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Trump’s chief strategist and FN’s Marion Maréchal-Le Pen team up

Stephen Bannon, who helped Trump overcome the odds and claim a resounding victory, has reached out to the youngest member of the Front National.

Published: November 14, 2016, 9:30 am

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    Bannon told French media that “France is the place to be, with its young entrepreneurs, women of the family Le Pen” and that “Marion Maréchal-Le Pen is the new rising star”. They hold similar views on immigration.

    Marion has expressed her support for the American campaigner and has agreed to work with him as he expands his media organisation to France. The move could cement relations between the Trump White House and the Le Pen family as nationalist politics surges across the world.

    Bannon has been described as “the most dangerous political operative in America” By Bloomberg. Now he is one of the most powerful.

    On Sunday night Trump’s team confirmed that the Alt-Right’s Bannon has been announced as Donald Trump’s chief strategist, with Reince Priebus appointed as chief of staff.

    Dan Pfeiffer, former senior adviser to President Barack Obama, noted: “Nation exhales because white nationalist only gets second most influential job in White House.”

    “I come from a blue-collar, Irish Catholic, pro-Kennedy, pro-union family of Democrats,” Bannon told Bloomberg. “I wasn’t political until I got into the service and saw how badly Jimmy Carter fucked things up. I became a huge Reagan admirer. Still am.”

    Former French prime minister Jean-Pierre Raffarin commented on the latest developments: “The boundaries of reason disappeared with Brexit, the main lesson for France is that Le Pen can win.”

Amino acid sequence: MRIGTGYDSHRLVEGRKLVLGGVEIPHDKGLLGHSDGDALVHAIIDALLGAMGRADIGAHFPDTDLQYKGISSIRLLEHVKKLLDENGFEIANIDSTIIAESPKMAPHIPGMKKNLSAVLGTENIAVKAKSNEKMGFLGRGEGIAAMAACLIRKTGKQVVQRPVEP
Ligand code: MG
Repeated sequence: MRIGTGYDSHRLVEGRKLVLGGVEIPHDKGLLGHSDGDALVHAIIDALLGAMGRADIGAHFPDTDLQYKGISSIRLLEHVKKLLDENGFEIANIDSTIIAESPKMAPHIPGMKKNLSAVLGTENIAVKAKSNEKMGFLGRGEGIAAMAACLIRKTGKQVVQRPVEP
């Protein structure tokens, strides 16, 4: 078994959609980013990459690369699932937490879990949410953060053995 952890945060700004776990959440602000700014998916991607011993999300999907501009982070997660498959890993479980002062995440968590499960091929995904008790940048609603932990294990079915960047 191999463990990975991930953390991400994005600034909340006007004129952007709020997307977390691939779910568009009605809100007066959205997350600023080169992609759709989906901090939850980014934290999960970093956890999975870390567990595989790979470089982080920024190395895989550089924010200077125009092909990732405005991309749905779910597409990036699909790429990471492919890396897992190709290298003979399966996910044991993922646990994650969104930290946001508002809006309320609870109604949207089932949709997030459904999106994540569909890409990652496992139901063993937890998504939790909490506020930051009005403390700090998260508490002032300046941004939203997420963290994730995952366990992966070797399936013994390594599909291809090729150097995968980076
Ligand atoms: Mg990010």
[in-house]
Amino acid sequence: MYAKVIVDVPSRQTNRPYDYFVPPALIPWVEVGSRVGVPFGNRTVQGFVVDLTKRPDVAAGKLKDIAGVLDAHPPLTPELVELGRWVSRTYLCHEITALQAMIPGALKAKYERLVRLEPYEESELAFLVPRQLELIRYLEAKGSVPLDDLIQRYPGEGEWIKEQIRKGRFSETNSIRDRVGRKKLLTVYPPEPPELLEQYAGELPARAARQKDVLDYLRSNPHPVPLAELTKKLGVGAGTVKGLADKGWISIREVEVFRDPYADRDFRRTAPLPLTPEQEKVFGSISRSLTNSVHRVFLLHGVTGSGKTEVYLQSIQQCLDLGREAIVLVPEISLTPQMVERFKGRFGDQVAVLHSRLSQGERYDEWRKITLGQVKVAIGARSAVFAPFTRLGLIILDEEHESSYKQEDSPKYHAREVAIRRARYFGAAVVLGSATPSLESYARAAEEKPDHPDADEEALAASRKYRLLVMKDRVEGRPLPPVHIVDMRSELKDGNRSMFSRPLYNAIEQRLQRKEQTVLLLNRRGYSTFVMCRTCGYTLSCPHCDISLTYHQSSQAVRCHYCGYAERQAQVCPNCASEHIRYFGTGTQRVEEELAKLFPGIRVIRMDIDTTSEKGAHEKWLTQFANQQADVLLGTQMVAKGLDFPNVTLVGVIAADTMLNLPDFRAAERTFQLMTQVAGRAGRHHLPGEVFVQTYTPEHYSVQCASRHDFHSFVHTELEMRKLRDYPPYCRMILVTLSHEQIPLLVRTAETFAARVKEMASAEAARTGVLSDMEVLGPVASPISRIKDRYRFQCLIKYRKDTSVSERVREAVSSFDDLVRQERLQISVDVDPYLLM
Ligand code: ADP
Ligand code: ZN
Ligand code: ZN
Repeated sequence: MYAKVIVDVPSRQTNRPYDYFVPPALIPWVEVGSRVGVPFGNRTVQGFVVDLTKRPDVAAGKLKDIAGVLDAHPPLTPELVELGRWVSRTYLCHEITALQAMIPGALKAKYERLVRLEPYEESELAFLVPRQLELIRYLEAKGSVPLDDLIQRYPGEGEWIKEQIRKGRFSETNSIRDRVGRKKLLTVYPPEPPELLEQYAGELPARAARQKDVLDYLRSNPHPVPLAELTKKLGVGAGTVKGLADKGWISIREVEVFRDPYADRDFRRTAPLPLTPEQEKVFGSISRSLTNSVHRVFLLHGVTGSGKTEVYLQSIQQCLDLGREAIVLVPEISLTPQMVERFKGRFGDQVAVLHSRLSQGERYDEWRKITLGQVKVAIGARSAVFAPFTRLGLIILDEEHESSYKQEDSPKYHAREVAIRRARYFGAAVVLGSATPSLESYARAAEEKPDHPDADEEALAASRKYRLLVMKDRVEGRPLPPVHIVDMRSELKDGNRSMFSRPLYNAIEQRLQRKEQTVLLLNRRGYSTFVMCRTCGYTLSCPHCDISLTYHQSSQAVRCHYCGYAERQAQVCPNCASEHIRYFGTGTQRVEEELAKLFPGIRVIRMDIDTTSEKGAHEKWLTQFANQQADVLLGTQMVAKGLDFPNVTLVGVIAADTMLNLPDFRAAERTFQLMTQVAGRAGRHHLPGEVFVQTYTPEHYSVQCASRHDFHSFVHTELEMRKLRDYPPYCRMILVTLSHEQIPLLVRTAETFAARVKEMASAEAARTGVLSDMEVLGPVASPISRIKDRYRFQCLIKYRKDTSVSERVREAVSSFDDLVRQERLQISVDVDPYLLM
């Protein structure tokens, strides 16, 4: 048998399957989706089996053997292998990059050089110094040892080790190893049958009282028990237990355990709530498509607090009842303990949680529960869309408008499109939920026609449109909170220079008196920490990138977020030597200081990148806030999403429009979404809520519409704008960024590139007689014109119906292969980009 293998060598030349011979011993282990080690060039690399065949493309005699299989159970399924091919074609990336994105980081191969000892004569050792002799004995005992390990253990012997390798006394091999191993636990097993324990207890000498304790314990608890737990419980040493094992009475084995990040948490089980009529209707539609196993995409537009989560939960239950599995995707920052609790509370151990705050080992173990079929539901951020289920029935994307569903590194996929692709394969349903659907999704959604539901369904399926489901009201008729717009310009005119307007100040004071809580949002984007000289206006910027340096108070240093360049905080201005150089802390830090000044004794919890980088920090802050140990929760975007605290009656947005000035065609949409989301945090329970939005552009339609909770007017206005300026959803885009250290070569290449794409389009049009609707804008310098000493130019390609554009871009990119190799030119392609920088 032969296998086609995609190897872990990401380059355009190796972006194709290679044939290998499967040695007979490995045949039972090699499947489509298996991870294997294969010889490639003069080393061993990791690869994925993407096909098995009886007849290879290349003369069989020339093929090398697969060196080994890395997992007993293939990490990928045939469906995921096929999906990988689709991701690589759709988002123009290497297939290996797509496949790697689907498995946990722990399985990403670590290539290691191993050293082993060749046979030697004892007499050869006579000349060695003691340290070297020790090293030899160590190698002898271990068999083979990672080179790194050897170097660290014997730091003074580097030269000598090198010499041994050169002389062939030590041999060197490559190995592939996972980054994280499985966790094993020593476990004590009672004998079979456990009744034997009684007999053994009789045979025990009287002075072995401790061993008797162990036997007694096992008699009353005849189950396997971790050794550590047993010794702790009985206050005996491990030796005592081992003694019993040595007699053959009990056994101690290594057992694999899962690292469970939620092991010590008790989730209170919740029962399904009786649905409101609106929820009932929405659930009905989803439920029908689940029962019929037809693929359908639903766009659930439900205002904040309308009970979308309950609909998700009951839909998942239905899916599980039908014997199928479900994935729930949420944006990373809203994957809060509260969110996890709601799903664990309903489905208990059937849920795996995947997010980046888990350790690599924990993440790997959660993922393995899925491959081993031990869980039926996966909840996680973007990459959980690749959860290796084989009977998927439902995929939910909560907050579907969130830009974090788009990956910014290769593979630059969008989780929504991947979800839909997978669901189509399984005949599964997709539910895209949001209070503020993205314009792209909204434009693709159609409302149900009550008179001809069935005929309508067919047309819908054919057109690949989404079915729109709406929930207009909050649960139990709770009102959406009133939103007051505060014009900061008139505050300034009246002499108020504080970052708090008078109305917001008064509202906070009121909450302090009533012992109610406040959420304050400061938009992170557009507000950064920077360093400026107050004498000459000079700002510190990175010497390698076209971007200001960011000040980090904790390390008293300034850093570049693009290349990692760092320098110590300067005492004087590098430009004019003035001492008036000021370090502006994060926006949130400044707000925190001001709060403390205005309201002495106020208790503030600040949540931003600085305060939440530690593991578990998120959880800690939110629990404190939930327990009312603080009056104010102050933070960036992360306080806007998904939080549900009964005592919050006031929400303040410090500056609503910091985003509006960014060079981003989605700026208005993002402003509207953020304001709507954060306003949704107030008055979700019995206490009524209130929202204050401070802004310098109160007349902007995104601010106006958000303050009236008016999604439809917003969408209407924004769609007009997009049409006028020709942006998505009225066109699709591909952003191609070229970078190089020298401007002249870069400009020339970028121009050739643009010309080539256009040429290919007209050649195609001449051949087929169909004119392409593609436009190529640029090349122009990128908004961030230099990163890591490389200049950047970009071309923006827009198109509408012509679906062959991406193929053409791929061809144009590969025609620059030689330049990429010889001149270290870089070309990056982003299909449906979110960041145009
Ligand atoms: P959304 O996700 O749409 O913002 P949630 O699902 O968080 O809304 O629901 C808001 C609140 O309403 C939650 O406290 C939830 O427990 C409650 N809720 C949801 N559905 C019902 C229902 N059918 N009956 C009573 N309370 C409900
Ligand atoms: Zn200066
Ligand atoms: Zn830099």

Marine Le Pen has predicted the demise of “undemocratic” EU, because “there’s no reason for it to continue” she says. The French politician says that Trump’s election victory could help the EU’s disintegration.

    Le Pen blasted the European Union saying a similar unelected bloc would not last long. The French National Front leader hopes a French referendum will spur the rest of Europe to join the march to follow Britain out of the Union.

    Speaking on the BBC’s Andrew Marr Show, the French politician said she wouldn’t be shocked if referendums across the member states would spring yet more political surprise.

    She said: “What I hope is that we do ask this question to the French people and that in fact, we ask this question to all Europeans too.

    “There’s absolutely no reason why the European Union should continue to move forward in this totalitarian way. At some time we have to stop and ask the question to the people of the various European countries, ‘do you still agree with all of this, do you agree with what the EU has become?'” she declared.

    “I’m absolutely convinced that if we did ask the question through a referendum in each country, the elites would be in for another surprise,” Le Pen added.

    Marr pressured Le Pen on a possible timescale that could see the bloc completely disband, but she only said she would like to see it as “quickly as possible”.

    “You must have noticed that each time a referendum is organised, each time an election is organised, each time it’s anything to do with the EU people want to express their disagreement. There is a hostility towards the EU – how long can a political system last even though it is not elected and is working against the will of the people it’s trying to rule? In a democracy, it shouldn’t last for two minutes.”

    Le Pen expressed hope that Donald Trump’s landmark US election victory, could be the catalyst for patriotic movements to gain votes in elections around Europe. She added: “Clearly Donald Trump’s victory is an additional stone in the building of a new world destined to replace the old one. Obviously, we have to compare this victory with the rejection of the European Constitution by the French people.”

    Nationalists in Europe welcomed Trump’s election win, with Hungarian PM Viktor Orbán remarking: “What great news. Democracy is still alive.”

    But UKIP has refused to associate itself with Le Pen’s party. Le Pen is not discouraged however. “Sorry, no, but objectively, there is, on the topic of immigration and the European Union, there is not a hair’s breadth of difference between what UKIP thinks and what the National Front, let’s be truthful here.

    “Maybe UKIP is trying to counter the demonisation they are victim of by saying ‘we are the good guys and the National Front are the bad guys’, they can do so, but I don’t feel obliged to follow this strategy, because, I feel it’s a little bit ridiculous.”

    karin@praag.org

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